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Water, Air, and Soil Pollution

, Volume 52, Issue 1–2, pp 115–132 | Cite as

An observational study on precipitation chemistry data as a function of surface wind direction

  • Ernie P. Weijers
  • Hans F. Vugts
Article

Abstract

Precipitation chemistry data were collected at 8 sites in the western part of the Netherlands over a period of 151/2 yr. Using specially-designed wind direction-dependent rain collectors, it is demonstrated that levels of ion constituents in rain water vary with wind direction, which can be assigned to different sources of contamination. The strongest variation was measured for Na+. As expected, trajectories over sea contributed most. Continental sources slightly reduced the variation for Cl and Mg2+. For both NH inf4 sup+ and excess SO inf4 sup2− , maxima were found in southeasterly rainfall. It is assumed that polluted air from the large industrial Ruhr Area crosses a region with strong NH3 emissions in the Southeast of the Netherlands. The presence of ammonium sulfate was suggested. Minor variations were measured for NO inf3 sup− (due to diffusely-spread emissions and possible sampling artefact) and for H+ and Ca2+ (dry-deposition effects).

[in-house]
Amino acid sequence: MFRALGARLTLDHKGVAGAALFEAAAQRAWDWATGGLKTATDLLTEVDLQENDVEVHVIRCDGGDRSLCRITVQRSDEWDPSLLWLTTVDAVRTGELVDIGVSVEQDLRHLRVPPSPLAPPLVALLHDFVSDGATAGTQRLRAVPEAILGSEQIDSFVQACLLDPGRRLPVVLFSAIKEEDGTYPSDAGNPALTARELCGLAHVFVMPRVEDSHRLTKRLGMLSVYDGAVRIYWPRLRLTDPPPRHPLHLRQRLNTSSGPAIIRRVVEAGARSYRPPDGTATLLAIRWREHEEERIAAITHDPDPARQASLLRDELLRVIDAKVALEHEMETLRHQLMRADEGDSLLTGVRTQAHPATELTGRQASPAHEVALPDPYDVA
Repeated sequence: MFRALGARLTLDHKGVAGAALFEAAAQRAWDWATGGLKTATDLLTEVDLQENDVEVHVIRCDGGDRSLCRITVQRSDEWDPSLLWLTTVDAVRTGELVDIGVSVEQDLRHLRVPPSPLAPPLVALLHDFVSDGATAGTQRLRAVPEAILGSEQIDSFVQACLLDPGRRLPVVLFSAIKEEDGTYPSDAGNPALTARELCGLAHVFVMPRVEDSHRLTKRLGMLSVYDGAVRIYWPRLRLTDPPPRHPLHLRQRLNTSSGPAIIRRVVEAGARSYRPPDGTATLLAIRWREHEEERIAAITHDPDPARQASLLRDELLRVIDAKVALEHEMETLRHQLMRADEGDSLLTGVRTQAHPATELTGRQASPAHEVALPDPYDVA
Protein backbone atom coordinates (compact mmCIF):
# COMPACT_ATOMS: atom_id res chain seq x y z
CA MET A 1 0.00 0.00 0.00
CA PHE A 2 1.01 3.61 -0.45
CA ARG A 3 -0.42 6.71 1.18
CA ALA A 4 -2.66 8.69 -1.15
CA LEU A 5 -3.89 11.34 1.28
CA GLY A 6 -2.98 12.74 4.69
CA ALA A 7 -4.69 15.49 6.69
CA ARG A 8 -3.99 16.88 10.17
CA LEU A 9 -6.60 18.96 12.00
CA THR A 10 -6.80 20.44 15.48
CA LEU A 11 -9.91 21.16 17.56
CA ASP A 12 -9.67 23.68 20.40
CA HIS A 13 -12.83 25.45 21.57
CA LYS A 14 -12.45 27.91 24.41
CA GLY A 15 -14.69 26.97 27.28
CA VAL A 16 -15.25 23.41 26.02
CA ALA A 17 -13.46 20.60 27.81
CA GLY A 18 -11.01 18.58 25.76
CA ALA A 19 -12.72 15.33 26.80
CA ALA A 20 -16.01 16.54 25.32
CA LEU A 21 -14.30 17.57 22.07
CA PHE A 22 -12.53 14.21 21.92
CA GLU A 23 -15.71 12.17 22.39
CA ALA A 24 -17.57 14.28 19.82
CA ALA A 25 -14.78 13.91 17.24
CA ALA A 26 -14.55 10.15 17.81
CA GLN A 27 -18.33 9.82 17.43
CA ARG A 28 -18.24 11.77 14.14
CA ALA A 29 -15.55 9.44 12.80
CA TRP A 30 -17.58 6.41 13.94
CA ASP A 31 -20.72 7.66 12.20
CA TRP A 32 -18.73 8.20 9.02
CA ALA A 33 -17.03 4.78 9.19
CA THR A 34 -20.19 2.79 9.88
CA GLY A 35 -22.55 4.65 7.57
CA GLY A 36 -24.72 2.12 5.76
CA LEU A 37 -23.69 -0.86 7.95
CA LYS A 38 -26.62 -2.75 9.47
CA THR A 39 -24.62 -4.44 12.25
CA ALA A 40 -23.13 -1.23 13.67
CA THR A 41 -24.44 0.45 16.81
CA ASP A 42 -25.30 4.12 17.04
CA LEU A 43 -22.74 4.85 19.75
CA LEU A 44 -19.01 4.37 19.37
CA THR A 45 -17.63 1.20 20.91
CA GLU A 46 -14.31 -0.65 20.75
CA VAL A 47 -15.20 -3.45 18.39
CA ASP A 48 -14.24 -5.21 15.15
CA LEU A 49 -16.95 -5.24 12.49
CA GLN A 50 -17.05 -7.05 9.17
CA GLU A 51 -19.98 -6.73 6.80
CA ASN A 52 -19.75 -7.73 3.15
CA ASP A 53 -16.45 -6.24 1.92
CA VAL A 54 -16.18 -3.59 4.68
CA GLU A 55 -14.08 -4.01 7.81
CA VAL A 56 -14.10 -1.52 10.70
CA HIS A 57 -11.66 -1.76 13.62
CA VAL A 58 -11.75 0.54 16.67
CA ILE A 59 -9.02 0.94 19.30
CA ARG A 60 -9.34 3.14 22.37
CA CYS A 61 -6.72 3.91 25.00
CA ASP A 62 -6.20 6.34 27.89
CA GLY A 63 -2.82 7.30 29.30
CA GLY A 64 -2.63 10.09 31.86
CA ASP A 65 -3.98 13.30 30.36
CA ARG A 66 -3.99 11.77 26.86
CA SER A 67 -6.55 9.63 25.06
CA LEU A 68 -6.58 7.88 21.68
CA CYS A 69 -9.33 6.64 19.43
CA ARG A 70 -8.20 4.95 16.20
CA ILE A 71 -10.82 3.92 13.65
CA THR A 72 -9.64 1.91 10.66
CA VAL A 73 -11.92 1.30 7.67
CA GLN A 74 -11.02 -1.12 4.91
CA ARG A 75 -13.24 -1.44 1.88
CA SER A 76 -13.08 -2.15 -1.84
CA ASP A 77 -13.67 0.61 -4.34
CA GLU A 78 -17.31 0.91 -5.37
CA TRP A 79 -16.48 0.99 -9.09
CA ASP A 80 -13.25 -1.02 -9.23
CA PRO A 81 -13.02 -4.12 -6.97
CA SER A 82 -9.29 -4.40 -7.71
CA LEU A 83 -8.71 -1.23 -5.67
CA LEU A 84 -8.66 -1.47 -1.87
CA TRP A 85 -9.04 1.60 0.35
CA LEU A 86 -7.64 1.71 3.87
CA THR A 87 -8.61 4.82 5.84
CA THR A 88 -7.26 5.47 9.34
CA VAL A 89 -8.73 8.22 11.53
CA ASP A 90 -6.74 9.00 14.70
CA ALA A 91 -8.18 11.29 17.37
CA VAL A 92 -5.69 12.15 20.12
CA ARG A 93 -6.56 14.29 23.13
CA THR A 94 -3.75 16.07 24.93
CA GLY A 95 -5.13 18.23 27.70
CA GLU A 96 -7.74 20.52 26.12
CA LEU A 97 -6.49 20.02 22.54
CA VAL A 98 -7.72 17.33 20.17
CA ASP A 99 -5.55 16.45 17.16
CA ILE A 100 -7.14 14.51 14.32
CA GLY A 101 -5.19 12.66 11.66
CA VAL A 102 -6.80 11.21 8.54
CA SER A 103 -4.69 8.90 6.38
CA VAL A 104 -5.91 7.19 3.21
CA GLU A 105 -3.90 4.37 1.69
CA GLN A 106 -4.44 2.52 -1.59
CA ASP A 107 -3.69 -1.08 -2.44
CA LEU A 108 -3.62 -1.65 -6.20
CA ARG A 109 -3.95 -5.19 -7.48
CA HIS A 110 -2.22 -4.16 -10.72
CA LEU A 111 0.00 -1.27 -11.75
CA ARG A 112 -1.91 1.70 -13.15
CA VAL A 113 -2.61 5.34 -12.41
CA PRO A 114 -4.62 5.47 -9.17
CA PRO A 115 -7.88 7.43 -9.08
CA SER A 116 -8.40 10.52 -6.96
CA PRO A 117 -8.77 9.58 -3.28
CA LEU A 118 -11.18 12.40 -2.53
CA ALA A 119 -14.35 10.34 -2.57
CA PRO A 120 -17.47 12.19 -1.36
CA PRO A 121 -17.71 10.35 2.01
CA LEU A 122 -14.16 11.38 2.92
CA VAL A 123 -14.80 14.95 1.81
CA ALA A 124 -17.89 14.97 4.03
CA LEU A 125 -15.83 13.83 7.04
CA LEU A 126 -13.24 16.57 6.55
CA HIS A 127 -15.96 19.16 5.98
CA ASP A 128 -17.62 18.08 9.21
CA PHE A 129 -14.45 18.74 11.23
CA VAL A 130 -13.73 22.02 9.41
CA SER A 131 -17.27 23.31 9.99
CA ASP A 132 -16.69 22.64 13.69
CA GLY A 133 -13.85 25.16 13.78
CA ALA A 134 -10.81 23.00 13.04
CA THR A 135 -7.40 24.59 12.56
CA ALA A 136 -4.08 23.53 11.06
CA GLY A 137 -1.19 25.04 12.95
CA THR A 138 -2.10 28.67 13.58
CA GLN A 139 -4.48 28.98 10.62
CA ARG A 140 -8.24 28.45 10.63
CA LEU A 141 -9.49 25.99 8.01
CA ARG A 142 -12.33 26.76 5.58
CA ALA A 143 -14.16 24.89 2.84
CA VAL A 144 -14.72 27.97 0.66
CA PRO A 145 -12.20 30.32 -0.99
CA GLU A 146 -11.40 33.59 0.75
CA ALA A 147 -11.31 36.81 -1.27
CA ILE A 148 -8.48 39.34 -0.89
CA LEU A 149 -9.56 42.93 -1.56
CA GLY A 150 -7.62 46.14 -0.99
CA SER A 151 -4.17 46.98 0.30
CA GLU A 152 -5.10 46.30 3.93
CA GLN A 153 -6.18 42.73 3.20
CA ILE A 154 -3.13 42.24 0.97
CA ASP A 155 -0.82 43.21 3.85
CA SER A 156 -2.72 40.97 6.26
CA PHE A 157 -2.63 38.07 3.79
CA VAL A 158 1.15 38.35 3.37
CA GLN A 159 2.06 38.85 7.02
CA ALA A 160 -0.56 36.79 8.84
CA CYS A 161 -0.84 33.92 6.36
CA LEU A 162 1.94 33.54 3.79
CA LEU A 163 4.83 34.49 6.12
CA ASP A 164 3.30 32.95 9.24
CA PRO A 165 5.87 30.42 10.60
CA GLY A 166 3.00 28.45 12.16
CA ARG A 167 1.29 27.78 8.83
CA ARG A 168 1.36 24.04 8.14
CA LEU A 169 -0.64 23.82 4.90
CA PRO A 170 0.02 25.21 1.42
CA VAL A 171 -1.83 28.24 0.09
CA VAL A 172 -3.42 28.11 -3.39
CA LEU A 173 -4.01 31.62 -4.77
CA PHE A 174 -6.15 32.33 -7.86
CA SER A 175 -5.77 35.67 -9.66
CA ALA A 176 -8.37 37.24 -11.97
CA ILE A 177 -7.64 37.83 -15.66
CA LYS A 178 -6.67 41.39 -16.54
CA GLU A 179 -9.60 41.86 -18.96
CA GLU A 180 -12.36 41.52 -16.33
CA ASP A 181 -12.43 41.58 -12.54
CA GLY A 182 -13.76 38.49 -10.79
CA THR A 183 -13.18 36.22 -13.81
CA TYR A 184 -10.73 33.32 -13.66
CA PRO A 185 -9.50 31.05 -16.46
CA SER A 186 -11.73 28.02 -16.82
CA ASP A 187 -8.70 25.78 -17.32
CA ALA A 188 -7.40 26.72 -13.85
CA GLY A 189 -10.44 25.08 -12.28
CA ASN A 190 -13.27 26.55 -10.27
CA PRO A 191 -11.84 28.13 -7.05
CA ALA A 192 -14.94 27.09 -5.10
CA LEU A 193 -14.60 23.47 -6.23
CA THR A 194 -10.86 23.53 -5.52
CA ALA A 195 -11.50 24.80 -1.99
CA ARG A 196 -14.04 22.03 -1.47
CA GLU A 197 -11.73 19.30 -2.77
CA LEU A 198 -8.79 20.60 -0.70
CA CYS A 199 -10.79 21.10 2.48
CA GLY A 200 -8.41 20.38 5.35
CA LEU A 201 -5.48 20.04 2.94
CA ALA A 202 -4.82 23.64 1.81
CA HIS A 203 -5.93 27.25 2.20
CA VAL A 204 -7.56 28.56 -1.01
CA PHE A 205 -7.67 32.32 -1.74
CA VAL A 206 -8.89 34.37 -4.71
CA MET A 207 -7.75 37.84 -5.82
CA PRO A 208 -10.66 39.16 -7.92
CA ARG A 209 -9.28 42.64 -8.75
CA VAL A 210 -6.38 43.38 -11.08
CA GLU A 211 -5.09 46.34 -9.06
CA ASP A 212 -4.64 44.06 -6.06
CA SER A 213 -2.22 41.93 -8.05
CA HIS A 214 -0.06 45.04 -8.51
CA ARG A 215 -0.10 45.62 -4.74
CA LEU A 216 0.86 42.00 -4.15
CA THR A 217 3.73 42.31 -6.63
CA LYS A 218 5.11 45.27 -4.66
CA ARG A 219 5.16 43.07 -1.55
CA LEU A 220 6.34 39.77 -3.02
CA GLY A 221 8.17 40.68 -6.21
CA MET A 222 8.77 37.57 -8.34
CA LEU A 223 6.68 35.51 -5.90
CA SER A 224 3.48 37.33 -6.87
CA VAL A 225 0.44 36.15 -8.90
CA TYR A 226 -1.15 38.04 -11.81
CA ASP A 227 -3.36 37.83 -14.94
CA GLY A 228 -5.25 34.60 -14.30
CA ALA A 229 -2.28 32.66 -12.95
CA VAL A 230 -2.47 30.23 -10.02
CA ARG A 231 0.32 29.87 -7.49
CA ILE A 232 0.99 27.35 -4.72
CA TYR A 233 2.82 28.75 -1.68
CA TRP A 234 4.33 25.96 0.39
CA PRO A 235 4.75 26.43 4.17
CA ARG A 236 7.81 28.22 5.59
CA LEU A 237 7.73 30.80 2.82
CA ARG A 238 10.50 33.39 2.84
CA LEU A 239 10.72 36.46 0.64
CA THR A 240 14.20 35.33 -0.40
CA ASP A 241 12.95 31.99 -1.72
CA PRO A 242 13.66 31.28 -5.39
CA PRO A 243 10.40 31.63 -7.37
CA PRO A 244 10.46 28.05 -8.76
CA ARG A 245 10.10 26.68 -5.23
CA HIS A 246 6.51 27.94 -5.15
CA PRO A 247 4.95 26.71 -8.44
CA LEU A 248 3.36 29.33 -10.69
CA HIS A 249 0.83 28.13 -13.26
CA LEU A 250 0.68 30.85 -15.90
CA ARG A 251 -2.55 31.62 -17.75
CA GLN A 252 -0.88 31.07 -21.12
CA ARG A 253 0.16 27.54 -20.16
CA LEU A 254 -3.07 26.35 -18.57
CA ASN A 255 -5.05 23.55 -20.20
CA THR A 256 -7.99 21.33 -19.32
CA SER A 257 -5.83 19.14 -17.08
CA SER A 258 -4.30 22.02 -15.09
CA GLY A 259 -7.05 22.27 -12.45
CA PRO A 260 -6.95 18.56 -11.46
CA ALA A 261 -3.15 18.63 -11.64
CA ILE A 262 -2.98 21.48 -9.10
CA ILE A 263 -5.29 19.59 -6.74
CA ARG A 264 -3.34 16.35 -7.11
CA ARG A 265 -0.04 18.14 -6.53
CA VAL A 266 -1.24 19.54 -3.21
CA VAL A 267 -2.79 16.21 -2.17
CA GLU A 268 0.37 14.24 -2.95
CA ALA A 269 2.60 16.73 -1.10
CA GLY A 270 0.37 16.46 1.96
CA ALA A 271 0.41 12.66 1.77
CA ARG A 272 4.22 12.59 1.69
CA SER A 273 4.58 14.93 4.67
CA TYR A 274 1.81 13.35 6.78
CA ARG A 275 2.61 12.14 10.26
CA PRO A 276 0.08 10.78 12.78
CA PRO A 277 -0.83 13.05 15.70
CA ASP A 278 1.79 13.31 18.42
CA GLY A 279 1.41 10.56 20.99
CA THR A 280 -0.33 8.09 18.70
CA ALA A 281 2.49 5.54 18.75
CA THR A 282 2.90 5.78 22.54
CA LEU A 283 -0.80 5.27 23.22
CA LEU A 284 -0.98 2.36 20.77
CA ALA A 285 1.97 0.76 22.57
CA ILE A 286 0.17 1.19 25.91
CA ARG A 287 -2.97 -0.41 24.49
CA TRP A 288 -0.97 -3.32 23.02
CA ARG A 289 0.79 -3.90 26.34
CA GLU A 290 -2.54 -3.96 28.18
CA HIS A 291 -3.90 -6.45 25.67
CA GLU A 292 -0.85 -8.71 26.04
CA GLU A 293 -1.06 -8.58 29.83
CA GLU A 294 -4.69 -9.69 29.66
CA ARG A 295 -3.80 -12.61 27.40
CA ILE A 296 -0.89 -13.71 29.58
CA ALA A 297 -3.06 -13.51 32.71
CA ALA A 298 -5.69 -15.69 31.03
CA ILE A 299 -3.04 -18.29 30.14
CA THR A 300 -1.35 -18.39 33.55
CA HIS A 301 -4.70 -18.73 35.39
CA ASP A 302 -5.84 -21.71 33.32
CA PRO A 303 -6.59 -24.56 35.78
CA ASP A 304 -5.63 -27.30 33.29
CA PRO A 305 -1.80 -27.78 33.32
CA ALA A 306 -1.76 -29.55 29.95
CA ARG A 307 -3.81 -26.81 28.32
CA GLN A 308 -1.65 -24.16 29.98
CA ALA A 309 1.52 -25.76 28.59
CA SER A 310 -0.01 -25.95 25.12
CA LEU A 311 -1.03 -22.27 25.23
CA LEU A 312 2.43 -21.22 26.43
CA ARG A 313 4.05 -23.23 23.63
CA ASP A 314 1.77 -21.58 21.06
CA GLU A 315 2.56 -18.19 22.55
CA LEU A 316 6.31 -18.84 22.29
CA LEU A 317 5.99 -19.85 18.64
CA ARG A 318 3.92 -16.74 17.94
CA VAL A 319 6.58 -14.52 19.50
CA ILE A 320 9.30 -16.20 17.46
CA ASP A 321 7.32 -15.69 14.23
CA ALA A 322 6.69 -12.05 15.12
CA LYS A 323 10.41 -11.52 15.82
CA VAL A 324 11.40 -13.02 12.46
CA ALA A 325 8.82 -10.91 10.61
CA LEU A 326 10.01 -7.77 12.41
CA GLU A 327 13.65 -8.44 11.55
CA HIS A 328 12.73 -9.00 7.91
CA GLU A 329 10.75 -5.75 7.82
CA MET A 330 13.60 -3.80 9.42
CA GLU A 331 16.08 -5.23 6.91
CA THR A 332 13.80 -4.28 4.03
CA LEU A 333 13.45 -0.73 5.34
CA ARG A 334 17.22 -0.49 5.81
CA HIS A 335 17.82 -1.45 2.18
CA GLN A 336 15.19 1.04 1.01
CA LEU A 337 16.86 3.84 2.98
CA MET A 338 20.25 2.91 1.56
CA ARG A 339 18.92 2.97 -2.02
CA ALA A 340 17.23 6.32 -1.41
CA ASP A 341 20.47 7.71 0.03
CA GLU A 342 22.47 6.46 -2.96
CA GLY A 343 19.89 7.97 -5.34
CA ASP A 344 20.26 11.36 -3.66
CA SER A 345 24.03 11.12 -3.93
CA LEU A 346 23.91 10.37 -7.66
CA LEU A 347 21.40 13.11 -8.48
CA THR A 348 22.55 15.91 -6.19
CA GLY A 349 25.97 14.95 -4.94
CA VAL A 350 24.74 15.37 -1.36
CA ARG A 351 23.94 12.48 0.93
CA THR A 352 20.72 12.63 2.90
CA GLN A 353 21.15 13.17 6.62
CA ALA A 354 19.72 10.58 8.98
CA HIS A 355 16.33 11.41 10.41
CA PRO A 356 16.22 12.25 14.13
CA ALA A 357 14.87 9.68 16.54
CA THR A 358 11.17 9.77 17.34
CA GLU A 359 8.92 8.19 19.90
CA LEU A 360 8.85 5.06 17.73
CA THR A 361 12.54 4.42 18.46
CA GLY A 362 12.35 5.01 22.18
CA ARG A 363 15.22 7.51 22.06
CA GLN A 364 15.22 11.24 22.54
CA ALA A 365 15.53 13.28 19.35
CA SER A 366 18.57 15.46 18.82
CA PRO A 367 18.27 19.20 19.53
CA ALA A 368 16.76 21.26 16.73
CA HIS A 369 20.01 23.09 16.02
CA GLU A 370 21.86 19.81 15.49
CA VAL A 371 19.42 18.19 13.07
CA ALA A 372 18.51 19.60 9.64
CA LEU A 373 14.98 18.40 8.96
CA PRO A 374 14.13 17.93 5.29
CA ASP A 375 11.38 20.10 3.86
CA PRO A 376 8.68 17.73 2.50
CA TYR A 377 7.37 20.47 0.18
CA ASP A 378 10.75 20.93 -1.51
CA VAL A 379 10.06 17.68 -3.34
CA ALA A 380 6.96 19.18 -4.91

Over the period 1973–1987 excess-SO inf4 sup2− levels decreased significantly (−3.3% yr−1, p<0.01) which is consistent with reduced S emission in Western Europe. Over the last decade an upward trend in NO inf3 sup− levels has been observed (3.2% yr−1, p<0.05) which is possibly related to the increased usage of cars.

Keywords

Wind Direction Ammonium Sulfate Surface Wind Upward Trend Inf3 
These keywords were added by machine and not by the authors. This process is experimental and the keywords may be updated as the learning algorithm improves.

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Copyright information

© Kluwer Academic Publishers 1990

Authors and Affiliations

  • Ernie P. Weijers
    • 1
  • Hans F. Vugts
    • 1
  1. 1.Department of MeteorologyInstitute of Earth Sciences, Free UniversityAmsterdamThe Netherlands

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